Tampines will be joining Ang Mo Kio as the next walking and cycling town. Image source: Land and Transport Authority.

Electric Vehicles

And let’s not forget about electric vehicles (EVs). According to the Singapore Green Plan 2030, all cars and taxis registered from 2030 onwards must be cleaner-energy models, paving the way to completely out internal combustion engine vehicles from our vehicle population by 2040.

The reason is clear: Driving an Electric Vehicle (EV) halves our carbon footprint, compared to driving a similar vehicle powered by an internal combustion engine.

Using the carrots of tax incentives and infrastructure support, Singapore’s government is paving the way for a future where EVs play a central role in reducing the carbon footprint of transportation.

Under the Green Plan, the target is to deploy 60,000 EV charging points across Singapore by 2030, comprising 40,000 in public car parks and 20,000 in private premises. Every HDB town will be EV-ready by 2025, with close to 2,000 HDB carparks to be fitted with EV charging points.

EV station Singapore
SP Group operates Singapore’s largest EV charging network. 700+ EV charging points (and counting!) installed across 190+ locations. Image Credit: : SP Group.

Ride Sharing

And finally – a lifestyle choice that we can make to reduce the carbon footprint of vehicles we use!

Carpooling and ridesharing are easily accessible options in Singapore. Be it a cycle or a car, we reduce the vehicle’s lifecycle carbon emission by choosing to share. Carpooling with friends / colleagues is an easy way to reduce the load on the road and your pockets!

For those of us who do not own a vehicle, renting is an option. Cycle sharing apps such as Anywheel allow you to hop on and hop off at designated parkings throughout Singapore – often next to bus stops.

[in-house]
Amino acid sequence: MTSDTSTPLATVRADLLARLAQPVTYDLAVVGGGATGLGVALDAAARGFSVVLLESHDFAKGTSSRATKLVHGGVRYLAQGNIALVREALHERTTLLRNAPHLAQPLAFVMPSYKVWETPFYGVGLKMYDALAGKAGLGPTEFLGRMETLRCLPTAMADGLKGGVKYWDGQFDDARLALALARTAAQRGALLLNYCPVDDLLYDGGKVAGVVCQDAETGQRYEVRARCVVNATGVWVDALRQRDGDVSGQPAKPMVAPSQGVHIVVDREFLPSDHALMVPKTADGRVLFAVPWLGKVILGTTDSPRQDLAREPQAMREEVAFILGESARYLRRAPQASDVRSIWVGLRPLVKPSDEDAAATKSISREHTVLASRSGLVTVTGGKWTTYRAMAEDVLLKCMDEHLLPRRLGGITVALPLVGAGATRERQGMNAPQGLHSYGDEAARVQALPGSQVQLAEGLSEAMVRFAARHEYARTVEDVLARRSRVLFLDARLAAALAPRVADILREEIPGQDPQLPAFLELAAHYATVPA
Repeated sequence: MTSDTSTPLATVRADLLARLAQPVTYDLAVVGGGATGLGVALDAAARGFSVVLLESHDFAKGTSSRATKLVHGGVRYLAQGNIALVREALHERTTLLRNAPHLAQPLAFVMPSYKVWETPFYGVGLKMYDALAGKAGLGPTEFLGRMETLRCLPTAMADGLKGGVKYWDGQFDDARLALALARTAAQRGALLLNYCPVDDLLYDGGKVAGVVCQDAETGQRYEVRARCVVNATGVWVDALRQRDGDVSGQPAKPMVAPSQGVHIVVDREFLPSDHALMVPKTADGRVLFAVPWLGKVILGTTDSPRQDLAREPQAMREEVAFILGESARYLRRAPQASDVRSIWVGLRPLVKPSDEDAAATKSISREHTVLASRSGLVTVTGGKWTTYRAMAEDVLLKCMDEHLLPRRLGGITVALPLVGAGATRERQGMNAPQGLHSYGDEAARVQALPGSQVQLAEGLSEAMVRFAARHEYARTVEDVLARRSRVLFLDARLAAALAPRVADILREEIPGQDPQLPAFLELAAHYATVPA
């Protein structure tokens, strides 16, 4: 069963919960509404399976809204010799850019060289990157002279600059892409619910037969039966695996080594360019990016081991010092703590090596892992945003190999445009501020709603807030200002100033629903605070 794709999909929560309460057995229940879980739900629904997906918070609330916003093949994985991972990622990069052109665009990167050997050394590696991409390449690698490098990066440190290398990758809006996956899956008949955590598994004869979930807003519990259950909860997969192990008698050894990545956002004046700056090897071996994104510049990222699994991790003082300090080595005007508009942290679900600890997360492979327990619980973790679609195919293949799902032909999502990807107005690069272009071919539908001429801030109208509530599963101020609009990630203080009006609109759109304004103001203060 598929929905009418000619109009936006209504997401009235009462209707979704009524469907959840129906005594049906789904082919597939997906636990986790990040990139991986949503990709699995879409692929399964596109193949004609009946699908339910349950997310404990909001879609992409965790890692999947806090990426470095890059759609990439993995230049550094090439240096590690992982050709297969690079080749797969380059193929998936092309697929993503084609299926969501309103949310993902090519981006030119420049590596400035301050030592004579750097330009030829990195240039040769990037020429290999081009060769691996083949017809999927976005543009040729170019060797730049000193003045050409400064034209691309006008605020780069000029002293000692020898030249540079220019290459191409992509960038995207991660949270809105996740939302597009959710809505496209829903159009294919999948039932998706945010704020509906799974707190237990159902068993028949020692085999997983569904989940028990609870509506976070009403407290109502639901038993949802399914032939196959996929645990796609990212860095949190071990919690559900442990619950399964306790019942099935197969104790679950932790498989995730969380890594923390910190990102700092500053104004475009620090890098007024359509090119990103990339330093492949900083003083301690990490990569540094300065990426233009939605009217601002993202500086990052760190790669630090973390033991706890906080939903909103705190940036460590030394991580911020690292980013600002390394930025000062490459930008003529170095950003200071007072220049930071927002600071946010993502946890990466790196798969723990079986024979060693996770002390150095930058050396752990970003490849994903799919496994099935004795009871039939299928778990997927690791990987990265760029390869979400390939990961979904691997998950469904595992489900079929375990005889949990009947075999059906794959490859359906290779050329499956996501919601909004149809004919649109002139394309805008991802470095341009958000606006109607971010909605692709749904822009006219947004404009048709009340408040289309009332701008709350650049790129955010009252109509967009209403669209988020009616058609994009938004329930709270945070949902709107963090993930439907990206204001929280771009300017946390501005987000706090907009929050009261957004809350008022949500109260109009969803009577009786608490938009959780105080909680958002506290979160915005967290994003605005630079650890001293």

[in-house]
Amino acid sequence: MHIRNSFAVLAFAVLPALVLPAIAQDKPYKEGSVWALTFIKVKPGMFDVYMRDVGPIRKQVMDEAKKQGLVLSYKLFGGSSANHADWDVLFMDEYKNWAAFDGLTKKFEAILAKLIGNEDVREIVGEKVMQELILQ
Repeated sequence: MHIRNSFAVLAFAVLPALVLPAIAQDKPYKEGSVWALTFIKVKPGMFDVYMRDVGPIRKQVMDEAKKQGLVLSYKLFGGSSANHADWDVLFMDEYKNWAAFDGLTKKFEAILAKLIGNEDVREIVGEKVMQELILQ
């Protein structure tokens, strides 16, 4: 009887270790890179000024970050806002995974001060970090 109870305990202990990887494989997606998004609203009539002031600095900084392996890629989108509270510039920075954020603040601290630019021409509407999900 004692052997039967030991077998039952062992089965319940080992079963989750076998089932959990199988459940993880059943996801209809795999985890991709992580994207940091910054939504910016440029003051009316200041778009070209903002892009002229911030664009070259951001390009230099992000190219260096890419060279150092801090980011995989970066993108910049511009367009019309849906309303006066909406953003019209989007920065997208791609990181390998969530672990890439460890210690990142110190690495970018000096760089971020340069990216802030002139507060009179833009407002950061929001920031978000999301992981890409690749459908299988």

Likewise, BlueSG is an alternative to having your own car. With a 100% electric vehicle fleet, the company has 1000 cars with 500 locations (that provide charging stations) islandwide. Here too, you can pick up and drop off your car at designated locations, unlike the traditional car hiring companies.

Cab sharing is also an easy way to knock off the emissions and the price. Next time you book a cab on Grab, consider Grab Share – a service that allows passengers to share the ride and the fare, while driver-partners get to earn more by picking up multiple passengers going the same way.

Sustainable transportation choices are crucial in mitigating the environmental impact of transportation and building a greener future for generations to come. By opting for public transit, cycling, walking, electric vehicles, and shared mobility services, individuals can significantly reduce their carbon footprint and contribute to a more sustainable society.

Achieving meaningful change requires collective effort and commitment from governments, businesses, and individuals alike. Together, we can navigate towards a greener future by making conscious choices in our daily transportation habits and supporting initiatives that promote sustainability and environmental stewardship.